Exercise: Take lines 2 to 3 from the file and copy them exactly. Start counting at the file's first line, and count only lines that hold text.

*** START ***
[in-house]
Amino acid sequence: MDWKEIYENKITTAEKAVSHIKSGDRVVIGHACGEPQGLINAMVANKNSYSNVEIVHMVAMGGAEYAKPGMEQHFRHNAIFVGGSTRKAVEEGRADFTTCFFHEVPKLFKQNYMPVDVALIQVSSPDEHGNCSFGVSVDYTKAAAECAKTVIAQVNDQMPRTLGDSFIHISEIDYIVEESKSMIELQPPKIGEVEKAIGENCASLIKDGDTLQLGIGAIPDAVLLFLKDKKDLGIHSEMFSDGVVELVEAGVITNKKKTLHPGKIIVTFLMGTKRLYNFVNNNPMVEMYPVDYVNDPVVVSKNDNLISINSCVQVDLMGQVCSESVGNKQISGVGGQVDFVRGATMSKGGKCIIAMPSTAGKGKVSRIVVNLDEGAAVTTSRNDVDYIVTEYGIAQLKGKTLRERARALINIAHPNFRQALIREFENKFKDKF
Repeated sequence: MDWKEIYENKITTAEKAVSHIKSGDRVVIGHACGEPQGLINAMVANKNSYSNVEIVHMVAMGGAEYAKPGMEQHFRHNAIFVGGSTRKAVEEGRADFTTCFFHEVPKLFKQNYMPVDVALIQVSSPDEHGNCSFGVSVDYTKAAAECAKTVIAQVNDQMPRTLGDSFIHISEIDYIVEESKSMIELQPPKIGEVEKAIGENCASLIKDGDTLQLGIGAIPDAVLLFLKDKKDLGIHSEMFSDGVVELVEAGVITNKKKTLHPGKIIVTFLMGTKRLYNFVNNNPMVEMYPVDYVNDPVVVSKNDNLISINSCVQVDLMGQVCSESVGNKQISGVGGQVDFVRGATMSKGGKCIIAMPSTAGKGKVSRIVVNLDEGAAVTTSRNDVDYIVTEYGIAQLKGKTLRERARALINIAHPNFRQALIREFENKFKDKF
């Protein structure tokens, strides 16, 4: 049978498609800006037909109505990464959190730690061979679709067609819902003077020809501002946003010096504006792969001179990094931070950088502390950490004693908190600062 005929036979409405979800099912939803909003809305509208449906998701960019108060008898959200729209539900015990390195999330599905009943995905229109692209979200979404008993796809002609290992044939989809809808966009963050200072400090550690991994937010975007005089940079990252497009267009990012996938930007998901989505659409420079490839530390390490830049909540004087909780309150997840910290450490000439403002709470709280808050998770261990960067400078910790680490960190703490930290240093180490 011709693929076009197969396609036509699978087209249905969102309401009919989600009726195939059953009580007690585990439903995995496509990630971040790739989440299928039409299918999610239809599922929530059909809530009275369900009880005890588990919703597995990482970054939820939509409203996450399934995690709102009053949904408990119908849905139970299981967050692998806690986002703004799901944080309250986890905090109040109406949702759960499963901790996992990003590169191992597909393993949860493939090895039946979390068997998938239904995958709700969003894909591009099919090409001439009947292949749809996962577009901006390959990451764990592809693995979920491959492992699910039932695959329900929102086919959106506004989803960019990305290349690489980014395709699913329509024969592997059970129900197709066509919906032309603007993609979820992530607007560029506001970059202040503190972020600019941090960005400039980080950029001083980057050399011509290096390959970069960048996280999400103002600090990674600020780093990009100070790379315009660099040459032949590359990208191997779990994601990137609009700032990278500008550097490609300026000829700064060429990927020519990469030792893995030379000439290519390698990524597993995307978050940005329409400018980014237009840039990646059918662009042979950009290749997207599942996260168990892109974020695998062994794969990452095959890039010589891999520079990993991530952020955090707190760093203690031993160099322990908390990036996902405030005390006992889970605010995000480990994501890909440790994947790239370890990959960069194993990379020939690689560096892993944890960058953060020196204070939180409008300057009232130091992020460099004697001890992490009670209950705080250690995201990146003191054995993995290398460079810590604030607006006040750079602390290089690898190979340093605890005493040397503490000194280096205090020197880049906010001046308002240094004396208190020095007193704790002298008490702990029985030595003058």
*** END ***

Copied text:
Amino acid sequence: MDWKEIYENKITTAEKAVSHIKSGDRVVIGHACGEPQGLINAMVANKNSYSNVEIVHMVAMGGAEYAKPGMEQHFRHNAIFVGGSTRKAVEEGRADFTTCFFHEVPKLFKQNYMPVDVALIQVSSPDEHGNCSFGVSVDYTKAAAECAKTVIAQVNDQMPRTLGDSFIHISEIDYIVEESKSMIELQPPKIGEVEKAIGENCASLIKDGDTLQLGIGAIPDAVLLFLKDKKDLGIHSEMFSDGVVELVEAGVITNKKKTLHPGKIIVTFLMGTKRLYNFVNNNPMVEMYPVDYVNDPVVVSKNDNLISINSCVQVDLMGQVCSESVGNKQISGVGGQVDFVRGATMSKGGKCIIAMPSTAGKGKVSRIVVNLDEGAAVTTSRNDVDYIVTEYGIAQLKGKTLRERARALINIAHPNFRQALIREFENKFKDKF
Repeated sequence: MDWKEIYENKITTAEKAVSHIKSGDRVVIGHACGEPQGLINAMVANKNSYSNVEIVHMVAMGGAEYAKPGMEQHFRHNAIFVGGSTRKAVEEGRADFTTCFFHEVPKLFKQNYMPVDVALIQVSSPDEHGNCSFGVSVDYTKAAAECAKTVIAQVNDQMPRTLGDSFIHISEIDYIVEESKSMIELQPPKIGEVEKAIGENCASLIKDGDTLQLGIGAIPDAVLLFLKDKKDLGIHSEMFSDGVVELVEAGVITNKKKTLHPGKIIVTFLMGTKRLYNFVNNNPMVEMYPVDYVNDPVVVSKNDNLISINSCVQVDLMGQVCSESVGNKQISGVGGQVDFVRGATMSKGGKCIIAMPSTAGKGKVSRIVVNLDEGAAVTTSRNDVDYIVTEYGIAQLKGKTLRERARALINIAHPNFRQALIREFENKFKDKF